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Carlson Margaret Carlson was named in 1994 the first woman columnist in TIME's history. She writes primarily about policy and politics and is a regular panelist on CNN's Capital Gang.

No, There's A Trap Waiting

By Margaret Carlson

TIME magazine

I don't know anybody at the top of the system...who really wants to see the President hurt," said Senator Orrin Hatch, who could inflict some of that hurt. "[If] he does come forth and say, 'I made a mistake ...' [to] protect his wife and daughter...and then ask for...some sort of consideration, I think we would bend over backward to try and give him that consideration."

That's so sweet, but so unlikely. I've heard those words many times. Come to think of it, I've said those words many times, even though I've hardly ever seen it work out. The best example in my life came when my parents heard about a bunch of 15-year-olds who had talked their older friends with licenses into letting them drive around the local shopping-center parking lot after hours, creating havoc. "Just tell me if you've ever been down there," my mother urged. "It will be worse if I find out from the security guards or other parents." So I fessed up to that heady, behind-the-wheel spin from rows A to N. It's possible things would have been worse if an independent counsel had forced the truth out of me. But for copping to that escapade willingly, I wasn't allowed to get my learner's permit until I was 17.

Although everyone talks about the perjury trap that Ken Starr's grand jury holds for the President, the confession trap is just as big a hazard. Still, Hatch's offer has been gaining steam in both parties all week, so much so that the White House put some questions into its weekly poll to test it. Fruitlessly, I suspect, since those polled will inevitably overestimate their capacity for forgiveness.

This doesn't mean coming clean isn't the right thing to do--just that it isn't the panacea some make it out to be. Imagine if Clinton were to confess, reversing his finger-wagging denial and replacing it with a tortured definition of sex to help explain his earlier claims of innocence. Even if he said he did it to spare his family, the support he enjoys among a majority of Americans would sink like a stone. It's one thing to have an abstract notion that he actually had an affair and covered it up (and to have that leak from Starr's grand jury). It's another to hear it from his own mouth, to have the fig leaf of doubt removed and be forced to confront our own moral laxity in being willing to overlook it.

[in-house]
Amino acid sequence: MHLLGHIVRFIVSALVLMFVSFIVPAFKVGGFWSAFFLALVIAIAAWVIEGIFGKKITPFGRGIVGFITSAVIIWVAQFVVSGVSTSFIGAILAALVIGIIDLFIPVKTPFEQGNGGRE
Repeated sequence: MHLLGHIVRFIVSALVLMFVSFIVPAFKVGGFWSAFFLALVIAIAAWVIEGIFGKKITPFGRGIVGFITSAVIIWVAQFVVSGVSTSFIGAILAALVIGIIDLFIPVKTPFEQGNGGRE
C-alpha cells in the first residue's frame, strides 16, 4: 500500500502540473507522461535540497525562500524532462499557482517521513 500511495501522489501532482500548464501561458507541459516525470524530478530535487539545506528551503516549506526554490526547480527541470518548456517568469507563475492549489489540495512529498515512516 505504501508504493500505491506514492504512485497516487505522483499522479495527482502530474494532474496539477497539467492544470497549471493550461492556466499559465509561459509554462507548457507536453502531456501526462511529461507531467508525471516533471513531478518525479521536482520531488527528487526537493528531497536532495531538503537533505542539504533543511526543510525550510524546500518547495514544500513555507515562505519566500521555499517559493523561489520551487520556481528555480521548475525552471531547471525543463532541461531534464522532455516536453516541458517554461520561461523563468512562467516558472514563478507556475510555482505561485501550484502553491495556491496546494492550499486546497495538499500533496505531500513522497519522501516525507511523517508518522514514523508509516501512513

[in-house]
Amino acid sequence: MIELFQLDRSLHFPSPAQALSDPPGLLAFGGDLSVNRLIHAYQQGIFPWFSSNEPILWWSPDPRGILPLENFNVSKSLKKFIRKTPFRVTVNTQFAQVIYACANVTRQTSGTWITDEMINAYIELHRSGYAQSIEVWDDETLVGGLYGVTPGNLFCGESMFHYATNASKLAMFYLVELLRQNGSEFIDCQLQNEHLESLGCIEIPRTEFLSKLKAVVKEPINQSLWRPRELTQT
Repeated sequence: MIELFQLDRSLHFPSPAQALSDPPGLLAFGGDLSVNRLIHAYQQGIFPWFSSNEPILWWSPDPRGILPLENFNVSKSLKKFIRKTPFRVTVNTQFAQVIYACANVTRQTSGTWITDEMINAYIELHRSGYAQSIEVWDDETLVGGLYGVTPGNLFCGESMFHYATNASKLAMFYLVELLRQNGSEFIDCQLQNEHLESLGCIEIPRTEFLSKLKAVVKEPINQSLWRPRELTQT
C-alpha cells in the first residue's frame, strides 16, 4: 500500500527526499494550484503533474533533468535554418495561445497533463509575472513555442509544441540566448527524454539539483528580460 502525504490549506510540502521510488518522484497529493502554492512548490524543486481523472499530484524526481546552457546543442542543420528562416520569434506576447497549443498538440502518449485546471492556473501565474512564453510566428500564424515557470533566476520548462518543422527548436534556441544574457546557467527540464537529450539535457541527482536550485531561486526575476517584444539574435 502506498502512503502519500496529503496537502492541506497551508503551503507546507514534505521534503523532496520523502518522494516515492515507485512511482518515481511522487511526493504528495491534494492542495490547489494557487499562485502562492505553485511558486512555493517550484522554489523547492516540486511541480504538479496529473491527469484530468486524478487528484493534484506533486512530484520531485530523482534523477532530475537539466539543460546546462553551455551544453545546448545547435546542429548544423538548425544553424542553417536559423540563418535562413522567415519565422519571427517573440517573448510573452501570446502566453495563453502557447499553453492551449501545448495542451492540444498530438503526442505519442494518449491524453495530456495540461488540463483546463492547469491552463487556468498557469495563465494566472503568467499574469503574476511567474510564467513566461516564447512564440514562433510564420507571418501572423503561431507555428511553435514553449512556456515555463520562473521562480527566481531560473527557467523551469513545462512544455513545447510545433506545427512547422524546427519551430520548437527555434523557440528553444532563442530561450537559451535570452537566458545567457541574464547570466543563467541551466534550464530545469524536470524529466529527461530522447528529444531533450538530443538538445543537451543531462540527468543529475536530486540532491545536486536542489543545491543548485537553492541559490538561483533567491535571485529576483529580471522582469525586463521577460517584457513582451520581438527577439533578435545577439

The press has long favored confession. The implicit bargain struck with the Comeback Kid was that in exchange for his one get-out-of-jail-free card on the Gennifer Flowers business, he would never, ever fool around in the White House. If he has broken that bargain--and who in the press thinks he hasn't?--forget some mealymouthed I-caused pain-in-my-marriage explanation. Now that he has caused pain in the country, nothing will suffice short of a full Jimmy Swaggart. The noninhaling, I-didn't-get-an-induction-notice escape artist must give a detailed accounting on prime-time TV. After that, who would be "bending over backward" with consideration for the President?

The press often talks like a spouse owed an explanation by a cheating husband, but in real life many marriages rely on a "don't ask, don't tell" policy: Please don't have an affair, but if you do, please shield me from it. Some marriage counselors advise keeping a hurtful fling to yourself if you want to make it to your silver anniversary, which, by the way, Hillary seems set on doing, no matter how much we want her to throw the bum out.

For drama, it would be hard to top a mea culpa. Just for Monica's appearance last week, white canopies sprang up outside the courthouse to shade hundreds of reporters and their coolers of soda and takeout food, their lawn chairs and boom boxes. Add a few prize bulls, and it could have been a county fair; add a bride and groom, and you could have thrown a wedding. Journalists may not relish seeing a President brought down, but what will we do for excitement once the biggest scandal of our time ends?

The only confession that works without fail is the religious kind, the bless-me-father-for-I-have-sinned sort. So far, Ken Starr hasn't challenged the priest-penitent privilege, and for five Our Fathers and five Hail Marys, you get absolution. Confession and forgiveness really are divine, not human, and certainly not political. That's why it's called a sacrament.

In TIME This Week

Cover Date: August 17, 1998

Investigating The President
If He Must, Do It With Flair
Over To You, Bill
No, There's A Trap Waiting
Billy Martin: Monica's Minister Of Defense
Pundits' Jamboree

John Glenn
Back To The Future
The Soul Of A Senator
A Realm Where Age Doesn't Count
Milestones In Space

The Motown Motormouth
If The Going Gets Rough, Gephardt's Got A Scrapper
Notebook


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